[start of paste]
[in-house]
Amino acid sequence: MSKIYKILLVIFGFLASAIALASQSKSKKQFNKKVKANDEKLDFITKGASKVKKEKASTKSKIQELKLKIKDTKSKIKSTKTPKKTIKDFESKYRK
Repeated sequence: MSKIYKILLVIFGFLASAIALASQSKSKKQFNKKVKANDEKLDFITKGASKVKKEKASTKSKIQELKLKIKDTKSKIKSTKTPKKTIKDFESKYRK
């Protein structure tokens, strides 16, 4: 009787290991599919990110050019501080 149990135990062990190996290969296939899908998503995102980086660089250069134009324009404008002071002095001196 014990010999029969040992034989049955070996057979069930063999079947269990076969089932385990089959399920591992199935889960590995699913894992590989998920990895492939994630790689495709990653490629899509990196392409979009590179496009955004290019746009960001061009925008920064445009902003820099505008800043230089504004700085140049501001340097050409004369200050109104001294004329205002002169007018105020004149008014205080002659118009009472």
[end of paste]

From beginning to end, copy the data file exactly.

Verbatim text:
[in-house]
Amino acid sequence: MSKIYKILLVIFGFLASAIALASQSKSKKQFNKKVKANDEKLDFITKGASKVKKEKASTKSKIQELKLKIKDTKSKIKSTKTPKKTIKDFESKYRK
Repeated sequence: MSKIYKILLVIFGFLASAIALASQSKSKKQFNKKVKANDEKLDFITKGASKVKKEKASTKSKIQELKLKIKDTKSKIKSTKTPKKTIKDFESKYRK
């Protein structure tokens, strides 16, 4: 009787290991599919990110050019501080 149990135990062990190996290969296939899908998503995102980086660089250069134009324009404008002071002095001196 014990010999029969040992034989049955070996057979069930063999079947269990076969089932385990089959399920591992199935889960590995699913894992590989998920990895492939994630790689495709990653490629899509990196392409979009590179496009955004290019746009960001061009925008920064445009902003820099505008800043230089504004700085140049501001340097050409004369200050109104001294004329205002002169007018105020004149008014205080002659118009009472």